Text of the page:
A significant move to improve the system and address these issues was initiated by the Fifteenth World Meteorological Congress in 2007, driven by the need to provide data access to entities not directly connected to the GTS. This led to the development of the WMO Information System (WIS), which was intended to complement the GTS. WIS provides a searchable catalogue and global cache to enable additional discovery, access and retrieval services through Web portals, maintained by 15 designated Global Information System Centres (GISCs), each of them operated by a WMO Member.

WIS also defined new roles for WMO Centres worldwide, recognizing the need to improve the coordination between Members and to facilitate data exchange beyond the World Weather Watch. However, WIS still uses the GTS as its underlying operational service for data exchange with only minor improvements, thereby inheriting most of its intrinsic limitations.


Finding and accessing data through WIS and GTS

Teams of technicians specialized in GTS operations ensure that data are continuously acquired and delivered to support the operational activities of the NMHSs. However, finding and accessing data from the GTS requires specialized knowledge available only within a limited community of GTS experts from mostly well-resourced NMHSs. This means that the NMHSs of less developed WMO Members are often not well-equipped to access and use this valuable stream of real-time data, and that other institutions and the general public are entirely excluded.

The implementation of WIS, commencing in 2007, meant that users worldwide could now, in principle, search and access data freely or request permission from the data owners. However, despite enabling the publication of many datasets from GTS and other sources, WIS has never totally fulfilled its original purpose of providing easy access to WMO data. WIS users have encountered various problems:

  • The complex portal interface does not provide a seamless experience to users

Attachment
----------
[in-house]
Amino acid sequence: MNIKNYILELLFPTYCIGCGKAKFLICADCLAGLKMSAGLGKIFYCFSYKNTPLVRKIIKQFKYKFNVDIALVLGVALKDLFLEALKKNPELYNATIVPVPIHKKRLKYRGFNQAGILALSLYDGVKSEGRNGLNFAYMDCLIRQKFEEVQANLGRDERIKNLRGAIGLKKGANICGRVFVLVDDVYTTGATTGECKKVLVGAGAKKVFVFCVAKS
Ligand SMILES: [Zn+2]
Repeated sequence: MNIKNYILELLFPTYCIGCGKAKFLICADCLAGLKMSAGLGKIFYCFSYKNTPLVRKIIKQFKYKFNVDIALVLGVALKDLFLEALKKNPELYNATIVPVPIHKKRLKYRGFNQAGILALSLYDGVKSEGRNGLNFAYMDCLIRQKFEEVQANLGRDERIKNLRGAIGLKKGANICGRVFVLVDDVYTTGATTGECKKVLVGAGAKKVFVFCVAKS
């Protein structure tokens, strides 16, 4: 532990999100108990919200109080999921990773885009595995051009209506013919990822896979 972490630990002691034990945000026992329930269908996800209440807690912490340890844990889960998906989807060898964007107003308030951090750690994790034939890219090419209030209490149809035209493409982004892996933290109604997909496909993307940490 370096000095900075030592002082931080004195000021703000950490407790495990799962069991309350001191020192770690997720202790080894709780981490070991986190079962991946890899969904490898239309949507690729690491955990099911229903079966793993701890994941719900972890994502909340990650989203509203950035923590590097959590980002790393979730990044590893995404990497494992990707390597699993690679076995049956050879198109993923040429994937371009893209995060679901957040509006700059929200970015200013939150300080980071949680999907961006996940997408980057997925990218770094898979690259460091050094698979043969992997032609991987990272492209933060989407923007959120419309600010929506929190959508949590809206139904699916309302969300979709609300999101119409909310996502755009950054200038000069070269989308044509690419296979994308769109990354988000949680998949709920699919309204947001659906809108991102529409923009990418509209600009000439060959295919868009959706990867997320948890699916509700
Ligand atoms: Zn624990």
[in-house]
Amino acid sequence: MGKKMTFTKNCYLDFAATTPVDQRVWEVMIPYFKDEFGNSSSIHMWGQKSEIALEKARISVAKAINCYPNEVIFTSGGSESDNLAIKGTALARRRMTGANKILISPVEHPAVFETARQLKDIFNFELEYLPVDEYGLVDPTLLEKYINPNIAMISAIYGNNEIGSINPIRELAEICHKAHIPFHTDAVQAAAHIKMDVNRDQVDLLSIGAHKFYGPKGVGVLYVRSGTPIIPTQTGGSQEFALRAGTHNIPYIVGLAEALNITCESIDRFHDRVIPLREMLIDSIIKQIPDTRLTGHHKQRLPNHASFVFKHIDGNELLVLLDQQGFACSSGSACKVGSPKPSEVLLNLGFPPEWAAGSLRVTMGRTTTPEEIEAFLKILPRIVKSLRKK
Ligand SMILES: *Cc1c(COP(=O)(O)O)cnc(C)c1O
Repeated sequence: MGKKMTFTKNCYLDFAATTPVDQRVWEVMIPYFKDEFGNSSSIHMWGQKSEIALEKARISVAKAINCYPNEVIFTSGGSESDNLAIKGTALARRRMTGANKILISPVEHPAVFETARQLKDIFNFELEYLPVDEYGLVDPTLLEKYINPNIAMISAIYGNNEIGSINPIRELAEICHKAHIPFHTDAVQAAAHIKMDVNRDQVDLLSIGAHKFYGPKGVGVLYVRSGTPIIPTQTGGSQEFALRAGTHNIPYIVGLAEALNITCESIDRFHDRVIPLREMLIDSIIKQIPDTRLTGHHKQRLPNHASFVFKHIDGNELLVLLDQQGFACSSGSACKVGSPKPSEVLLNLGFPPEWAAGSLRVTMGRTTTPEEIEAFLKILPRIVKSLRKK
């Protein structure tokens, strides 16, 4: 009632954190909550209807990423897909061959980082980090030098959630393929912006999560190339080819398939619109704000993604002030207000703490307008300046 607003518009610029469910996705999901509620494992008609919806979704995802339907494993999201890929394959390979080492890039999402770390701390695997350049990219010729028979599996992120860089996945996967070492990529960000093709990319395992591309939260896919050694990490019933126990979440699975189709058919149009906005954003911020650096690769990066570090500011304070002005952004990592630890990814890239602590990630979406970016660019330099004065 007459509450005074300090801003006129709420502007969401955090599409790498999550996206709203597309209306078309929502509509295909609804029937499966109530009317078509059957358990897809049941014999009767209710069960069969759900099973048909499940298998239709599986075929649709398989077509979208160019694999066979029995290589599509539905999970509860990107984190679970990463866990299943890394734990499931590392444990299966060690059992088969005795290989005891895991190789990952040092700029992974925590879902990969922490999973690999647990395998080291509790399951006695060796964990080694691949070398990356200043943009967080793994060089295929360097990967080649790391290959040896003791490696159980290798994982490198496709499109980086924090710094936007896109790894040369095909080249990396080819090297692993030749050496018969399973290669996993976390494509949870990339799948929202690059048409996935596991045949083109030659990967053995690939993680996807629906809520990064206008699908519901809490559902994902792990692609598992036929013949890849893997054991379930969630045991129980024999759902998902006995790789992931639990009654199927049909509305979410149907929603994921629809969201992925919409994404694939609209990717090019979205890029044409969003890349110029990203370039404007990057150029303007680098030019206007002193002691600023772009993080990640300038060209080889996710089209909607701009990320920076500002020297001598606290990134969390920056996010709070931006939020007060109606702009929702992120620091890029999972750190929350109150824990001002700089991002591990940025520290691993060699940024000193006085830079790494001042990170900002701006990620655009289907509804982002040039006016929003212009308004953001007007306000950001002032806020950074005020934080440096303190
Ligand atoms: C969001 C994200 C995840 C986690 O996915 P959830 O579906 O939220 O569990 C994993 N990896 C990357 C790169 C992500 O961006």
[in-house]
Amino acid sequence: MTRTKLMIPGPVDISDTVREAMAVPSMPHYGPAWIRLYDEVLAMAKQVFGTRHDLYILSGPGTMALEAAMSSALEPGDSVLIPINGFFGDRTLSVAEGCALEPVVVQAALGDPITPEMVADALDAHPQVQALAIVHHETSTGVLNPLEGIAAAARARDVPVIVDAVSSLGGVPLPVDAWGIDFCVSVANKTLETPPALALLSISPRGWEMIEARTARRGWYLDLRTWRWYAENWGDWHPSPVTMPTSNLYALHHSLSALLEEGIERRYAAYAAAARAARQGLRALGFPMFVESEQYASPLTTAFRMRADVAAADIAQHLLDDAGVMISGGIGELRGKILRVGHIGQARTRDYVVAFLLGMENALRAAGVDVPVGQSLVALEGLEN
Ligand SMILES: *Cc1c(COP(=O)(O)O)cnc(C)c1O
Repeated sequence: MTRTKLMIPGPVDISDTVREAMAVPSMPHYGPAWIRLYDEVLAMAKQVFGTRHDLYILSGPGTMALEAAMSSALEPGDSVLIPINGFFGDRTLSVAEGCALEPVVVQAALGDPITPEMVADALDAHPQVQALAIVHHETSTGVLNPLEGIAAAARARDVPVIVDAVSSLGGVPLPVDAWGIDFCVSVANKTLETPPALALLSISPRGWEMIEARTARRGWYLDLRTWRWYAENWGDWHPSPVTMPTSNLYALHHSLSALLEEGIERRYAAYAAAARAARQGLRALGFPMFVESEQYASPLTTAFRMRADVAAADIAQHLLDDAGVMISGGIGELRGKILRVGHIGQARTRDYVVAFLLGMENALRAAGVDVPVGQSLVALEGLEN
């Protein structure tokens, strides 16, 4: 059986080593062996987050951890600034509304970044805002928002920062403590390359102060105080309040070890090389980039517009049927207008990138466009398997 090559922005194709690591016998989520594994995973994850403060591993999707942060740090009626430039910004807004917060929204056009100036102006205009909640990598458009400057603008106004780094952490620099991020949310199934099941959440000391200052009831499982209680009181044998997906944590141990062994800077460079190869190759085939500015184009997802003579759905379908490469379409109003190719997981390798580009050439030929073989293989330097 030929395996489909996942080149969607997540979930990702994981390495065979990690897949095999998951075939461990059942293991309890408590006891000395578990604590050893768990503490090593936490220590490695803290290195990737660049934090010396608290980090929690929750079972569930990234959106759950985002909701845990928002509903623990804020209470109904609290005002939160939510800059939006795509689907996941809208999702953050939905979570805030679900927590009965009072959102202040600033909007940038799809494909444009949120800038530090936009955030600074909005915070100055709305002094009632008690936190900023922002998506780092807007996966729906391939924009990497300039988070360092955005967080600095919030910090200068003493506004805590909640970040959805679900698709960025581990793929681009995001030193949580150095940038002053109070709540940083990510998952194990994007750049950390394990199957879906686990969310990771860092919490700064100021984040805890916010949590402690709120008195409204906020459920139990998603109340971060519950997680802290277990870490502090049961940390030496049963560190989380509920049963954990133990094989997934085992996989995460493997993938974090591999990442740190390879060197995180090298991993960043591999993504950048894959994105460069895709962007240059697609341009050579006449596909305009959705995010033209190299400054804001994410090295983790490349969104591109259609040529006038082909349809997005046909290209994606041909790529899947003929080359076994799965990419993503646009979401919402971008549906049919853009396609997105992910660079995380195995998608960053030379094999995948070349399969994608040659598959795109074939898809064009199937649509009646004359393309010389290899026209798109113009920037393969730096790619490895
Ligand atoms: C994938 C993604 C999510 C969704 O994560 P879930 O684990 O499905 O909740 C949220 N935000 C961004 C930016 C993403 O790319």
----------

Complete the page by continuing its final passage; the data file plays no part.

• Searches return too many results
  • Searches return varied data types and products, making it difficult for users to perform more granular searches
  • Broken links make the data inaccessible
  • Specialized WMO data formats, with few available processing tools, make the use of the retrieved data problematic.

The 15 GISCs provide a variety of web interfaces. However, the GISC portals are less valuable than originally intended because they present too many barriers to non-expert users. The WIS catalogue currently consists of over 100 000 records published by several hundred entities, not all following consistent description standards. The complexity of the information for each record presents difficulties in maintaining a consistent and effective catalogue with meaningful, high-quality metadata. This often makes searches ineffective: finding data without the help of GTS experts can be an impossible task using the current WIS catalogue model. Thus, ultimately the WIS catalogue is targeting the wrong audience – the original intent of exposing the GTS to non-experts through search portals has not succeeded. Additionally, the translation from GTS language and WMO-specific data structures and formats is currently missing. Without this translation, the data will not reach the intended wider audience.

The growing variety and volume of data used by NMHSs make the current WIS data discovery and access methodologies an unsuitable solution for Earth system monitoring and prediction. A clean break with the past and a significant leap forward in technologies and architecture is therefore urgently needed for the future evolution of WIS. A new approach is essential to make the data accessible to all NMHSs, especially those of less developed countries, to the external organizations fostering research and supporting the evolution of WMO programmes, and to the growing community of other potential users worldwide.